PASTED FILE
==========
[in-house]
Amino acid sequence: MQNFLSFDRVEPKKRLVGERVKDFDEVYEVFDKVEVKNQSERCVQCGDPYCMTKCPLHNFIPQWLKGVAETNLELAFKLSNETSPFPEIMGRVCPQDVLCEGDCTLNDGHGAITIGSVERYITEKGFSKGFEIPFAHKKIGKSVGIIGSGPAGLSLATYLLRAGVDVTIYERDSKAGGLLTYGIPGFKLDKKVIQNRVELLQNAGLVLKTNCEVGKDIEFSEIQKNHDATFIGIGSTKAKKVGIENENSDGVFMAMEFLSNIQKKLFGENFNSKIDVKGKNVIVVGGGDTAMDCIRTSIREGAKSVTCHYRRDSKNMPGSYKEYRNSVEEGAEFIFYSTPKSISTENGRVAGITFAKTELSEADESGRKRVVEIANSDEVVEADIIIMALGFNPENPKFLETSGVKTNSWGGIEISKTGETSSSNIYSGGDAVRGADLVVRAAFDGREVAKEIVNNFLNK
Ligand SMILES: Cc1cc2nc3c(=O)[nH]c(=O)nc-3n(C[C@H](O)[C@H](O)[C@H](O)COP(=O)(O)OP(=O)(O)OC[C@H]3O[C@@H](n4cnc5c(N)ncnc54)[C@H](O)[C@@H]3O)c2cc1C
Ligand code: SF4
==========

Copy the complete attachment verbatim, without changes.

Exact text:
[in-house]
Amino acid sequence: MQNFLSFDRVEPKKRLVGERVKDFDEVYEVFDKVEVKNQSERCVQCGDPYCMTKCPLHNFIPQWLKGVAETNLELAFKLSNETSPFPEIMGRVCPQDVLCEGDCTLNDGHGAITIGSVERYITEKGFSKGFEIPFAHKKIGKSVGIIGSGPAGLSLATYLLRAGVDVTIYERDSKAGGLLTYGIPGFKLDKKVIQNRVELLQNAGLVLKTNCEVGKDIEFSEIQKNHDATFIGIGSTKAKKVGIENENSDGVFMAMEFLSNIQKKLFGENFNSKIDVKGKNVIVVGGGDTAMDCIRTSIREGAKSVTCHYRRDSKNMPGSYKEYRNSVEEGAEFIFYSTPKSISTENGRVAGITFAKTELSEADESGRKRVVEIANSDEVVEADIIIMALGFNPENPKFLETSGVKTNSWGGIEISKTGETSSSNIYSGGDAVRGADLVVRAAFDGREVAKEIVNNFLNK
Ligand SMILES: Cc1cc2nc3c(=O)[nH]c(=O)nc-3n(C[C@H](O)[C@H](O)[C@H](O)COP(=O)(O)OP(=O)(O)OC[C@H]3O[C@@H](n4cnc5c(N)ncnc54)[C@H](O)[C@@H]3O)c2cc1C
Ligand code: SF4